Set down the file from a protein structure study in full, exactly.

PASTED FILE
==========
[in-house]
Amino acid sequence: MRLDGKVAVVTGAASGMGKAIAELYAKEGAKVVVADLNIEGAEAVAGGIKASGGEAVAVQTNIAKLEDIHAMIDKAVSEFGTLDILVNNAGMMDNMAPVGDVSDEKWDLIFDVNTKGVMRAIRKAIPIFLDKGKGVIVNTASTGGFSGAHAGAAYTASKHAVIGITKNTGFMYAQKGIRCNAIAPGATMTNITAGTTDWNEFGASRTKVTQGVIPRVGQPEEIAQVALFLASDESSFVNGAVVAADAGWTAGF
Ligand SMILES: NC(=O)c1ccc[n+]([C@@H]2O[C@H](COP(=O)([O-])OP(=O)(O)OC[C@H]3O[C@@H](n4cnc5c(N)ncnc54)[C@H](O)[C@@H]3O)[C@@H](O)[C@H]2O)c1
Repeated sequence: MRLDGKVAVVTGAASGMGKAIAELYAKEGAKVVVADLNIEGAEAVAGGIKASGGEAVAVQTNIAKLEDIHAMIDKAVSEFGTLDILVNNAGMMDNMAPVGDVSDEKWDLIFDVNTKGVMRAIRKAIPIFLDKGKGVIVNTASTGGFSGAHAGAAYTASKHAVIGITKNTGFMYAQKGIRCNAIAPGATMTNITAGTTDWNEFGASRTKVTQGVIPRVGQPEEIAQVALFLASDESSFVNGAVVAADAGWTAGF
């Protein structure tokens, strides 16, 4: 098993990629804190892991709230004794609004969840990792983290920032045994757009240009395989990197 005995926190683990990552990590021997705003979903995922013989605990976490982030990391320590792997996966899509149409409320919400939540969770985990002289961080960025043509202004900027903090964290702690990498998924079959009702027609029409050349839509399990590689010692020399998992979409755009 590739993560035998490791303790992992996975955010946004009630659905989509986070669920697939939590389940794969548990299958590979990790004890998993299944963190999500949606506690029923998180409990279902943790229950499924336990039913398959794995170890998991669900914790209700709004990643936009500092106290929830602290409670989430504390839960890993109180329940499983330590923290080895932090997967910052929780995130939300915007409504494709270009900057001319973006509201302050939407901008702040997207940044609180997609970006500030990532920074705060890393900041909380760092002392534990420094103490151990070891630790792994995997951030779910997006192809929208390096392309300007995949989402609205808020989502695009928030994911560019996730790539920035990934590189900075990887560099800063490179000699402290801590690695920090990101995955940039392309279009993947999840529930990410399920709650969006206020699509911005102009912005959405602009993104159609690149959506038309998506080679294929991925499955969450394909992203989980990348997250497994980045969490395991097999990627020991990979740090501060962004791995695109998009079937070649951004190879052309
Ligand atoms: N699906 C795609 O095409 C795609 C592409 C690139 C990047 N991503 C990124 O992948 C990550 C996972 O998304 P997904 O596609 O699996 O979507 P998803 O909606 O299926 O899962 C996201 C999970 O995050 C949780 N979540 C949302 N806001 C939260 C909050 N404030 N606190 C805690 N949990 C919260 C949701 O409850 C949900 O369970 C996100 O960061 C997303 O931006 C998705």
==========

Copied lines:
[in-house]
Amino acid sequence: MRLDGKVAVVTGAASGMGKAIAELYAKEGAKVVVADLNIEGAEAVAGGIKASGGEAVAVQTNIAKLEDIHAMIDKAVSEFGTLDILVNNAGMMDNMAPVGDVSDEKWDLIFDVNTKGVMRAIRKAIPIFLDKGKGVIVNTASTGGFSGAHAGAAYTASKHAVIGITKNTGFMYAQKGIRCNAIAPGATMTNITAGTTDWNEFGASRTKVTQGVIPRVGQPEEIAQVALFLASDESSFVNGAVVAADAGWTAGF
Ligand SMILES: NC(=O)c1ccc[n+]([C@@H]2O[C@H](COP(=O)([O-])OP(=O)(O)OC[C@H]3O[C@@H](n4cnc5c(N)ncnc54)[C@H](O)[C@@H]3O)[C@@H](O)[C@H]2O)c1
Repeated sequence: MRLDGKVAVVTGAASGMGKAIAELYAKEGAKVVVADLNIEGAEAVAGGIKASGGEAVAVQTNIAKLEDIHAMIDKAVSEFGTLDILVNNAGMMDNMAPVGDVSDEKWDLIFDVNTKGVMRAIRKAIPIFLDKGKGVIVNTASTGGFSGAHAGAAYTASKHAVIGITKNTGFMYAQKGIRCNAIAPGATMTNITAGTTDWNEFGASRTKVTQGVIPRVGQPEEIAQVALFLASDESSFVNGAVVAADAGWTAGF
């Protein structure tokens, strides 16, 4: 098993990629804190892991709230004794609004969840990792983290920032045994757009240009395989990197 005995926190683990990552990590021997705003979903995922013989605990976490982030990391320590792997996966899509149409409320919400939540969770985990002289961080960025043509202004900027903090964290702690990498998924079959009702027609029409050349839509399990590689010692020399998992979409755009 590739993560035998490791303790992992996975955010946004009630659905989509986070669920697939939590389940794969548990299958590979990790004890998993299944963190999500949606506690029923998180409990279902943790229950499924336990039913398959794995170890998991669900914790209700709004990643936009500092106290929830602290409670989430504390839960890993109180329940499983330590923290080895932090997967910052929780995130939300915007409504494709270009900057001319973006509201302050939407901008702040997207940044609180997609970006500030990532920074705060890393900041909380760092002392534990420094103490151990070891630790792994995997951030779910997006192809929208390096392309300007995949989402609205808020989502695009928030994911560019996730790539920035990934590189900075990887560099800063490179000699402290801590690695920090990101995955940039392309279009993947999840529930990410399920709650969006206020699509911005102009912005959405602009993104159609690149959506038309998506080679294929991925499955969450394909992203989980990348997250497994980045969490395991097999990627020991990979740090501060962004791995695109998009079937070649951004190879052309
Ligand atoms: N699906 C795609 O095409 C795609 C592409 C690139 C990047 N991503 C990124 O992948 C990550 C996972 O998304 P997904 O596609 O699996 O979507 P998803 O909606 O299926 O899962 C996201 C999970 O995050 C949780 N979540 C949302 N806001 C939260 C909050 N404030 N606190 C805690 N949990 C919260 C949701 O409850 C949900 O369970 C996100 O960061 C997303 O931006 C998705």